Klinkenborg (Timothy; or, Notes of an Abject Reptile, 2006), who’s taught for decades, endeavors to keep things simple in his prose, and he urges other writers to do the same. (Note: He despises abuses of the word as, as he continually reminds readers.) In the early sections, the author ignores traditional paragraphing so that the text resembles a long free-verse poem. He urges readers to use short, clear sentences and to make sure each one is healthy before moving on; notes that it’s acceptable to start sentences with and and but; sees benefits in diagramming sentences; stresses that all writing is revision; periodically blasts the formulaic writing that many (most?) students learn in school; argues that knowing where you’re headed before you begin might be good for a vacation, but not for a piece of writing; and believes that writers must trust readers more, and trust themselves. Most of Klinkenborg’s advice is neither radical nor especially profound (“Turn to the poets. / Learn from them”), and the text suffers from a corrosive fallacy: that if his strategies work for him they will work for all. The final fifth of the text includes some passages from writers he admires (McPhee, Oates, Cheever) and some of his students’ awkward sentences, which he treats analytically but sometimes with a surprising sarcasm that veers near meanness. He includes examples of students’ dangling modifiers, malapropisms, errors of pronoun agreement, wordiness and other mistakes.

Analyzing his craft, a careful craftsman urges with Thoreauvian conviction that writers should simplify, simplify, simplify.

Pub Date: Aug. 7, 2012

ISBN: 978-0-307-26634-7

Page Count: 224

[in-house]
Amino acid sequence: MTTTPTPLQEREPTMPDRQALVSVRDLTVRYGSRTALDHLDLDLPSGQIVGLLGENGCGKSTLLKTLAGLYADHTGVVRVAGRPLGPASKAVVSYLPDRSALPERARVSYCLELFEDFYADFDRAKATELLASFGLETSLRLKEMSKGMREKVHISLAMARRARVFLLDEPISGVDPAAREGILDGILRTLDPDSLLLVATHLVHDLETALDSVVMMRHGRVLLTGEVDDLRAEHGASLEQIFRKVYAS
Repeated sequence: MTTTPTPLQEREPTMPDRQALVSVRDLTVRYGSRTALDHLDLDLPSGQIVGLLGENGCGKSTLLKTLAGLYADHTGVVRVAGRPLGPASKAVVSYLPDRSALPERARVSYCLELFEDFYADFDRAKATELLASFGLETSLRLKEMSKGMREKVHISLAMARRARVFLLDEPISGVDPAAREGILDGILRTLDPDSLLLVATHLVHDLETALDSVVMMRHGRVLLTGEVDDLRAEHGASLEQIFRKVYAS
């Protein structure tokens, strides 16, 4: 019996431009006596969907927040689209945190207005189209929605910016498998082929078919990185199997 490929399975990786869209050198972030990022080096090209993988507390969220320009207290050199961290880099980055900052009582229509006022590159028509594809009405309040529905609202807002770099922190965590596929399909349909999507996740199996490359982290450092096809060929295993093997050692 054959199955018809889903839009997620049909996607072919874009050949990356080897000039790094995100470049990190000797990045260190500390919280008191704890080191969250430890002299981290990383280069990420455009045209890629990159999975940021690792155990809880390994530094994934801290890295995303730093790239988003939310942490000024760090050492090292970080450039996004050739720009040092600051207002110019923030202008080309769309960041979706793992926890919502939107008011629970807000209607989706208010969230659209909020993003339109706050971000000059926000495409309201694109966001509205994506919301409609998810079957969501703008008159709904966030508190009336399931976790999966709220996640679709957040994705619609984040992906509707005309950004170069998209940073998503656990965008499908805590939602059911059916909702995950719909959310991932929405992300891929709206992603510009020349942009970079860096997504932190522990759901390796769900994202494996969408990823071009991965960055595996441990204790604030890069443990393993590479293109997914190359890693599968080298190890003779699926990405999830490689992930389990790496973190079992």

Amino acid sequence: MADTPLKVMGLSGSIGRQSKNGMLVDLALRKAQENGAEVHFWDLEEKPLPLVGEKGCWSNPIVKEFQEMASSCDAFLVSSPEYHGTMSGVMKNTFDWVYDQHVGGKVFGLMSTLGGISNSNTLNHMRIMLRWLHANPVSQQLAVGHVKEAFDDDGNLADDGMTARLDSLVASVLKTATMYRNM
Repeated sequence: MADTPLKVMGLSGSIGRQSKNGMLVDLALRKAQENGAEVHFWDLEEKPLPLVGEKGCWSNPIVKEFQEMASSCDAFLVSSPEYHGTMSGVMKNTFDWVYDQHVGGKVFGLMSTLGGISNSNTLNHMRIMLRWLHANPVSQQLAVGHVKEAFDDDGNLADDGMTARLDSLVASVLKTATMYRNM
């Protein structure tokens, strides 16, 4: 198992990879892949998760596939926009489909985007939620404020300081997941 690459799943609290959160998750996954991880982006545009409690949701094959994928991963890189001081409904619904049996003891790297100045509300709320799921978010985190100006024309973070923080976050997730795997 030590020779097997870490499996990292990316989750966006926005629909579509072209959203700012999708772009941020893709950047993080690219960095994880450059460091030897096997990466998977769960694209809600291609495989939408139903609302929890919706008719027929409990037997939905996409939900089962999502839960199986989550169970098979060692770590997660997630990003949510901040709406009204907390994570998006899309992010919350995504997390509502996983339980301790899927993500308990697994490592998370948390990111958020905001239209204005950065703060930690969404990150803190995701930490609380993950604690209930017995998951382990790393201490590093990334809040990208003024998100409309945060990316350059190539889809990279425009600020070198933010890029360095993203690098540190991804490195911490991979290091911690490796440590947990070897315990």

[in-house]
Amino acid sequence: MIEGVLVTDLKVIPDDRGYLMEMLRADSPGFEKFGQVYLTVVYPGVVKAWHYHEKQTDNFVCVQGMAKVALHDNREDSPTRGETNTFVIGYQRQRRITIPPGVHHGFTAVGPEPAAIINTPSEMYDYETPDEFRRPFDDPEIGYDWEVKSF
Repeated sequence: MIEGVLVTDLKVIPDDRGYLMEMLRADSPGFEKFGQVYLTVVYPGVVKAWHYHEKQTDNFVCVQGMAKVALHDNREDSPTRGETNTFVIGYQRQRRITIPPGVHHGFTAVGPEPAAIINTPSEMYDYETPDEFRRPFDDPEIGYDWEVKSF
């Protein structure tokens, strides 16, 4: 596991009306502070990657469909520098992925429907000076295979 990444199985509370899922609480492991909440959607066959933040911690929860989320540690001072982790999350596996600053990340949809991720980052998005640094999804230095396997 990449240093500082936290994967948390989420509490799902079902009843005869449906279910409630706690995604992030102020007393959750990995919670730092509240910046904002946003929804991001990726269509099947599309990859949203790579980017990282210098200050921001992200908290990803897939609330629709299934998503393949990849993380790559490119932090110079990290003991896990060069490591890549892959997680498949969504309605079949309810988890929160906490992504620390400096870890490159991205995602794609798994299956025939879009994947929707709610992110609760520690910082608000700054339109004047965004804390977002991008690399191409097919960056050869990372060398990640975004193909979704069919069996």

Publisher: Knopf

Review Posted Online: May 14, 2012

Kirkus Reviews Issue: June 15, 2012

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With this detailed, versatile cookbook, readers can finally make Momofuku Milk Bar’s inventive, decadent desserts at home, or see what they’ve been missing.

In this successor to the Momofuku cookbook, Momofuku Milk Bar’s pastry chef hands over the keys to the restaurant group’s snack-food–based treats, which have had people lining up outside the door of the Manhattan bakery since it opened. The James Beard Award–nominated Tosi spares no detail, providing origin stories for her popular cookies, pies and ice-cream flavors. The recipes are meticulously outlined, with added tips on how to experiment with their format. After “understanding how we laid out this cookbook…you will be one of us,” writes the author. Still, it’s a bit more sophisticated than the typical Betty Crocker fare. In addition to a healthy stock of pretzels, cornflakes and, of course, milk powder, some recipes require readers to have feuilletine and citric acid handy, to perfect the art of quenelling. Acolytes should invest in a scale, thanks to Tosi’s preference of grams (“freedom measurements,” as the friendlier cups and spoons are called, are provided, but heavily frowned upon)—though it’s hard to be too pretentious when one of your main ingredients is Fruity Pebbles. A refreshing, youthful cookbook that will have readers happily indulging in a rising pastry-chef star’s widely appealing treats.    


Pub Date: Oct. 25, 2011

ISBN: 978-0-307-72049-8

Page Count: 256

Publisher: Clarkson Potter

Review Posted Online: Jan. 13, 2012

Kirkus Reviews Issue: Oct. 15, 2011